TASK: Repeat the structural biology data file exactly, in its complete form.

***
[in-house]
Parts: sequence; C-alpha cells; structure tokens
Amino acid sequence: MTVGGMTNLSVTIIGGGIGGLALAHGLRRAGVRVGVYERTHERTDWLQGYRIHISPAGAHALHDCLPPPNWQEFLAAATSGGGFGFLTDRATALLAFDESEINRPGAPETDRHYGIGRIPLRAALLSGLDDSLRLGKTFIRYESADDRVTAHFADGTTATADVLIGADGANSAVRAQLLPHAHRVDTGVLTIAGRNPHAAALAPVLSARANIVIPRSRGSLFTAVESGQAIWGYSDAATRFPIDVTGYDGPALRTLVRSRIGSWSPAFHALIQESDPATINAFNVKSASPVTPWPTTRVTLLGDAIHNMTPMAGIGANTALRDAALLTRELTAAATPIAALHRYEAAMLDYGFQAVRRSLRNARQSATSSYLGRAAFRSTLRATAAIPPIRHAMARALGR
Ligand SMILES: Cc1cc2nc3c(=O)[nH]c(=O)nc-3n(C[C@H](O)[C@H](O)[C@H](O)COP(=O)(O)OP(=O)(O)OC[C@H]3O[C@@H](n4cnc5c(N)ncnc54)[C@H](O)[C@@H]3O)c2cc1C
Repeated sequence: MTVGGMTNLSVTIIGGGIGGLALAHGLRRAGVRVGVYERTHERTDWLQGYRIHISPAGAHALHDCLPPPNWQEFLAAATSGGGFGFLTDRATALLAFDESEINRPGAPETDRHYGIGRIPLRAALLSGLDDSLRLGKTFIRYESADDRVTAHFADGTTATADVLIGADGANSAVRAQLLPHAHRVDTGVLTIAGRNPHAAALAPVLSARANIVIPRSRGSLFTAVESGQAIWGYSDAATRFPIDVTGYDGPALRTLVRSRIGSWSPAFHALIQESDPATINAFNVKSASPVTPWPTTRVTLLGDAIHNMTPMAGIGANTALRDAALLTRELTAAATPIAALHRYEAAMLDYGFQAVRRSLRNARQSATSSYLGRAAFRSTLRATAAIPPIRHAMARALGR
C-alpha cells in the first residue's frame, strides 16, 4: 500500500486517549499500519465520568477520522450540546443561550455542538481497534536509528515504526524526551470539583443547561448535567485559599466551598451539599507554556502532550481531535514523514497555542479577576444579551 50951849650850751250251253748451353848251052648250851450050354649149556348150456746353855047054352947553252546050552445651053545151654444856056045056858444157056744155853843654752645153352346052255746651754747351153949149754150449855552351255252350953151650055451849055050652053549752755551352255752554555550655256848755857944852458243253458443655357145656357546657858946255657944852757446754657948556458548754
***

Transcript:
[in-house]
Parts: sequence; C-alpha cells; structure tokens
Amino acid sequence: MTVGGMTNLSVTIIGGGIGGLALAHGLRRAGVRVGVYERTHERTDWLQGYRIHISPAGAHALHDCLPPPNWQEFLAAATSGGGFGFLTDRATALLAFDESEINRPGAPETDRHYGIGRIPLRAALLSGLDDSLRLGKTFIRYESADDRVTAHFADGTTATADVLIGADGANSAVRAQLLPHAHRVDTGVLTIAGRNPHAAALAPVLSARANIVIPRSRGSLFTAVESGQAIWGYSDAATRFPIDVTGYDGPALRTLVRSRIGSWSPAFHALIQESDPATINAFNVKSASPVTPWPTTRVTLLGDAIHNMTPMAGIGANTALRDAALLTRELTAAATPIAALHRYEAAMLDYGFQAVRRSLRNARQSATSSYLGRAAFRSTLRATAAIPPIRHAMARALGR
Ligand SMILES: Cc1cc2nc3c(=O)[nH]c(=O)nc-3n(C[C@H](O)[C@H](O)[C@H](O)COP(=O)(O)OP(=O)(O)OC[C@H]3O[C@@H](n4cnc5c(N)ncnc54)[C@H](O)[C@@H]3O)c2cc1C
Repeated sequence: MTVGGMTNLSVTIIGGGIGGLALAHGLRRAGVRVGVYERTHERTDWLQGYRIHISPAGAHALHDCLPPPNWQEFLAAATSGGGFGFLTDRATALLAFDESEINRPGAPETDRHYGIGRIPLRAALLSGLDDSLRLGKTFIRYESADDRVTAHFADGTTATADVLIGADGANSAVRAQLLPHAHRVDTGVLTIAGRNPHAAALAPVLSARANIVIPRSRGSLFTAVESGQAIWGYSDAATRFPIDVTGYDGPALRTLVRSRIGSWSPAFHALIQESDPATINAFNVKSASPVTPWPTTRVTLLGDAIHNMTPMAGIGANTALRDAALLTRELTAAATPIAALHRYEAAMLDYGFQAVRRSLRNARQSATSSYLGRAAFRSTLRATAAIPPIRHAMARALGR
C-alpha cells in the first residue's frame, strides 16, 4: 500500500486517549499500519465520568477520522450540546443561550455542538481497534536509528515504526524526551470539583443547561448535567485559599466551598451539599507554556502532550481531535514523514497555542479577576444579551 50951849650850751250251253748451353848251052648250851450050354649149556348150456746353855047054352947553252546050552445651053545151654444856056045056858444157056744155853843654752645153352346052255746651754747351153949149754150449855552351255252350953151650055451849055050652053549752755551352255752554555550655256848755857944852458243253458443655357145656357546657858946255657944852757446754657948556458548754